The recovery is fragile and weak--and apparently getting weaker. The European debt crisis is once again growing more serious. The U.S. unemployment rate is 9%. Under sane circumstances, one would expect American policymakers to respond to developments like these with a renewed focus on improving the economy, giving it a much-needed boost.Benen’s whole piece can be found here.
But thanks to the 2010 midterms, a dysfunctional political system, and a stunted discourse, the current circumstances are anything but sane.
Republicans have responded to the weak economy by declaring, “Austerity for everyone!” The GOP is convinced we’ll all be better off after they’ve taken money out of the economy, made unemployment worse, and pursued a monetary policy that makes it harder for the world to buy American products. Democrats would like to respond to the weak economy with an ambitious economic agenda, but they don’t bother because they know it wouldn’t pass.
The best--the very best--we can hope for is a president who’ll stop Republicans from making matters much worse, and maybe a reluctant Federal Reserve that might choose to play a more constructive role. But really, that’s it. The White House can’t act without Congress, and Congress doesn’t want to act at all. We’re left to simply hope the economy continues to improve on its own.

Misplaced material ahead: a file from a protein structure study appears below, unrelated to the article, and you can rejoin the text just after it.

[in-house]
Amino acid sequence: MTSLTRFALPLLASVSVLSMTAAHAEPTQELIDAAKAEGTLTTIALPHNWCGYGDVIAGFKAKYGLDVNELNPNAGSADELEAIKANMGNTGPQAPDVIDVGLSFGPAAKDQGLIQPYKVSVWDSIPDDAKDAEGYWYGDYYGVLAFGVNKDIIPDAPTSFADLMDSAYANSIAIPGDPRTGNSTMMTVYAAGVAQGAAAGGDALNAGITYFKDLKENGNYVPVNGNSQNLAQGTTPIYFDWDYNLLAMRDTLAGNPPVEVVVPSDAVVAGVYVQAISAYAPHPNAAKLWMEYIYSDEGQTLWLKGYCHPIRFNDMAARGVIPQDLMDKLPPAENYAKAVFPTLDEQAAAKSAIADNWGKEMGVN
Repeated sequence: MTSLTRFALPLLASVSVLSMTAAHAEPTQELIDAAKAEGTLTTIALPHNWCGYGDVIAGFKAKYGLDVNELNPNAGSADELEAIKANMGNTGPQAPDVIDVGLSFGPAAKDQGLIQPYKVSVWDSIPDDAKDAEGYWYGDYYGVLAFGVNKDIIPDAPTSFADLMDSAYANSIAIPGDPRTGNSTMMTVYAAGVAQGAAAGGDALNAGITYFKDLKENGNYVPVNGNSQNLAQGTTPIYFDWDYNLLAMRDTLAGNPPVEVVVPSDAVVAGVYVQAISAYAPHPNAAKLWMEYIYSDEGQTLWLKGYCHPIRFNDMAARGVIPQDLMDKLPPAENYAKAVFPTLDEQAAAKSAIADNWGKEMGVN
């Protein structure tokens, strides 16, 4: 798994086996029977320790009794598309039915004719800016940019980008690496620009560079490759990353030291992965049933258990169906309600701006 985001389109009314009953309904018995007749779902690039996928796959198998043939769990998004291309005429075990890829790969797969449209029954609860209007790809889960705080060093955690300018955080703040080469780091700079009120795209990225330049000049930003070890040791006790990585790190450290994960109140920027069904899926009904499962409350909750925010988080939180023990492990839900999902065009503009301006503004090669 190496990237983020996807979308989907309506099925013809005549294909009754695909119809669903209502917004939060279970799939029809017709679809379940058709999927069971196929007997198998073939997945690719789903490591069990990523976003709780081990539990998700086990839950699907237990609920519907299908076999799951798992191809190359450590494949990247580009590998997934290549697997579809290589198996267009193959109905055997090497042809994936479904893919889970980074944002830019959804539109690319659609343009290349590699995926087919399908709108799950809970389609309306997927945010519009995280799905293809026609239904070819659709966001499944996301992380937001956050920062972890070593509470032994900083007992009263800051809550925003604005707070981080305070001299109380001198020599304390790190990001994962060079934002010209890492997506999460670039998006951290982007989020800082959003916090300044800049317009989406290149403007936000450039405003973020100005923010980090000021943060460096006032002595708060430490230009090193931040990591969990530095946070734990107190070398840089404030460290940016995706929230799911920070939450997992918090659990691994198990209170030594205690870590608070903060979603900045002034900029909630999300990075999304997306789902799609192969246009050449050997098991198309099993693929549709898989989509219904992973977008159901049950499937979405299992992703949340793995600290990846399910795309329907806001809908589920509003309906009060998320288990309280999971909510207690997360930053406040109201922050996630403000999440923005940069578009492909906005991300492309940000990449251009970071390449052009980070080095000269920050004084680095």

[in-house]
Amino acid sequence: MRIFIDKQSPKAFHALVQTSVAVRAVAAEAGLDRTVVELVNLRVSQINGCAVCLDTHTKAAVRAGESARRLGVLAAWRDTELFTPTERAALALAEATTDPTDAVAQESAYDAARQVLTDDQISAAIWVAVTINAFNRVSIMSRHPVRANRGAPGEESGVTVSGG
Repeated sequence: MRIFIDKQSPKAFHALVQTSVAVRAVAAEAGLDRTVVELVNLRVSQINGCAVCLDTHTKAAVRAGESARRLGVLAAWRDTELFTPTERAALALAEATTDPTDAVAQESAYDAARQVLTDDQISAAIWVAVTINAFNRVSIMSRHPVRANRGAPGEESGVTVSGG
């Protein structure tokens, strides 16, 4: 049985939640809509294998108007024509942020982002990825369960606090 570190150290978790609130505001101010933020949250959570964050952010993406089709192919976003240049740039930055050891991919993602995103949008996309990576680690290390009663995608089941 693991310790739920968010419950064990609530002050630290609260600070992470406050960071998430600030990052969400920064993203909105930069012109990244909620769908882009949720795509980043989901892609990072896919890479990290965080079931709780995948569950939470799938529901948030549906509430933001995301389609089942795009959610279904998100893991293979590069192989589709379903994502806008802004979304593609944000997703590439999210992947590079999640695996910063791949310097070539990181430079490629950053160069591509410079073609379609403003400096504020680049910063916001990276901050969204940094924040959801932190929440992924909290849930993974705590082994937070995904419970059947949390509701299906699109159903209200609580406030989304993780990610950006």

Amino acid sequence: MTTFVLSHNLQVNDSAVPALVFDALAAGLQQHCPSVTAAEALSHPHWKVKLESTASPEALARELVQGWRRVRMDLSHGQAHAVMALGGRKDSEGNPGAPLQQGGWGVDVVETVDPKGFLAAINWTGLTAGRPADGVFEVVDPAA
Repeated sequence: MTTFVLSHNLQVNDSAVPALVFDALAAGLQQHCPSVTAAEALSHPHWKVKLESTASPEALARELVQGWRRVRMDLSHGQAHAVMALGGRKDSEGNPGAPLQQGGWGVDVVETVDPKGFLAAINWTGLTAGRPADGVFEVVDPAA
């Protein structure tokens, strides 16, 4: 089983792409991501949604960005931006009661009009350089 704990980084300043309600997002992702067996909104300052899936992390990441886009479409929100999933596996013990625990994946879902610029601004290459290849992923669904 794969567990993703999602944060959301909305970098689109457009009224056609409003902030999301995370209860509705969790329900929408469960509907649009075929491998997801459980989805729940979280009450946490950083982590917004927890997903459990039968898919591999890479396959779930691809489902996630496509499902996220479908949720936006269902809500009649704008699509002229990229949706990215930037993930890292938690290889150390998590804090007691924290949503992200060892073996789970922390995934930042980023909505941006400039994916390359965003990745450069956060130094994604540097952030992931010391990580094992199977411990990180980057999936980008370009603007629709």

And it’s not improving on its own.
In the meantime, countries like England are shrinking their economies to focus on the debt, which in turn, is making the debt worse.
The American media, meanwhile, is focused almost exclusively on the deficit, thanks to a “Beltway Deficit Feedback Loop” that has drowned out any talk of what really matters.
It doesn’t have to be this way, and we know what we should do. The country needs the wisdom and courage to do the right thing, but as of today, with the recovery faltering, the right thing isn’t even on the negotiating table.
Wednesday, May 25, 2011
Ignoring Smart Moves on the Economy
I certainly understand The Washington Monthly’s Steve Benen feeling a bit of despair over Congress’ current obsession with the national debt, rather than focusing on economic growth and job creation. He begins today by asking, “does anyone still give a damn about the economy? Anyone at all?”